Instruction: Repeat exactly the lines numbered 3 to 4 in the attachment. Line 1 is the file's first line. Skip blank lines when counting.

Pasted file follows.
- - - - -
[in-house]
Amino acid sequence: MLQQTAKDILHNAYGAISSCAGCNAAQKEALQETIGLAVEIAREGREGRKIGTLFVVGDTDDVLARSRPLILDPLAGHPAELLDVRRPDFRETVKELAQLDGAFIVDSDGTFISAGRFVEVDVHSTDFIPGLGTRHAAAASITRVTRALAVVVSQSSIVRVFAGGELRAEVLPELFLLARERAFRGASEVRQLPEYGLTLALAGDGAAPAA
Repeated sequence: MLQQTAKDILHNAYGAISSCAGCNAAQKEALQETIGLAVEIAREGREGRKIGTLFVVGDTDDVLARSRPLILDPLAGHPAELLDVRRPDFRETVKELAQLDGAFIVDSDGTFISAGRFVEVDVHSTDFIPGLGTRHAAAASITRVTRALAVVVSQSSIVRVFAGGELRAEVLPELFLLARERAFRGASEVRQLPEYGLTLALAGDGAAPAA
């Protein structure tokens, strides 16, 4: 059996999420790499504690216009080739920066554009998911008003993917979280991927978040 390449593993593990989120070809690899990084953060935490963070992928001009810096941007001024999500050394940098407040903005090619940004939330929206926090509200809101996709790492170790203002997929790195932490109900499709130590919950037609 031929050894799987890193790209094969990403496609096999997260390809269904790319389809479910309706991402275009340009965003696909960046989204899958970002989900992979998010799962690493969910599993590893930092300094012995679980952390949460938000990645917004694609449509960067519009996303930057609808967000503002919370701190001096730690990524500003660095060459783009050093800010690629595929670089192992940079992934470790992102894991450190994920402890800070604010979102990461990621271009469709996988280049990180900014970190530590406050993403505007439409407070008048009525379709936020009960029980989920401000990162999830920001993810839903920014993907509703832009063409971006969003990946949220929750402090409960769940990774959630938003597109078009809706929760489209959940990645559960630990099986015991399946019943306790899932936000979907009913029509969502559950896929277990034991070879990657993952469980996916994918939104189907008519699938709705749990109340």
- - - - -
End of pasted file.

Repeated sequence: MLQQTAKDILHNAYGAISSCAGCNAAQKEALQETIGLAVEIAREGREGRKIGTLFVVGDTDDVLARSRPLILDPLAGHPAELLDVRRPDFRETVKELAQLDGAFIVDSDGTFISAGRFVEVDVHSTDFIPGLGTRHAAAASITRVTRALAVVVSQSSIVRVFAGGELRAEVLPELFLLARERAFRGASEVRQLPEYGLTLALAGDGAAPAA
């Protein structure tokens, strides 16, 4: 059996999420790499504690216009080739920066554009998911008003993917979280991927978040 390449593993593990989120070809690899990084953060935490963070992928001009810096941007001024999500050394940098407040903005090619940004939330929206926090509200809101996709790492170790203002997929790195932490109900499709130590919950037609 031929050894799987890193790209094969990403496609096999997260390809269904790319389809479910309706991402275009340009965003696909960046989204899958970002989900992979998010799962690493969910599993590893930092300094012995679980952390949460938000990645917004694609449509960067519009996303930057609808967000503002919370701190001096730690990524500003660095060459783009050093800010690629595929670089192992940079992934470790992102894991450190994920402890800070604010979102990461990621271009469709996988280049990180900014970190530590406050993403505007439409407070008048009525379709936020009960029980989920401000990162999830920001993810839903920014993907509703832009063409971006969003990946949220929750402090409960769940990774959630938003597109078009809706929760489209959940990645559960630990099986015991399946019943306790899932936000979907009913029509969502559950896929277990034991070879990657993952469980996916994918939104189907008519699938709705749990109340």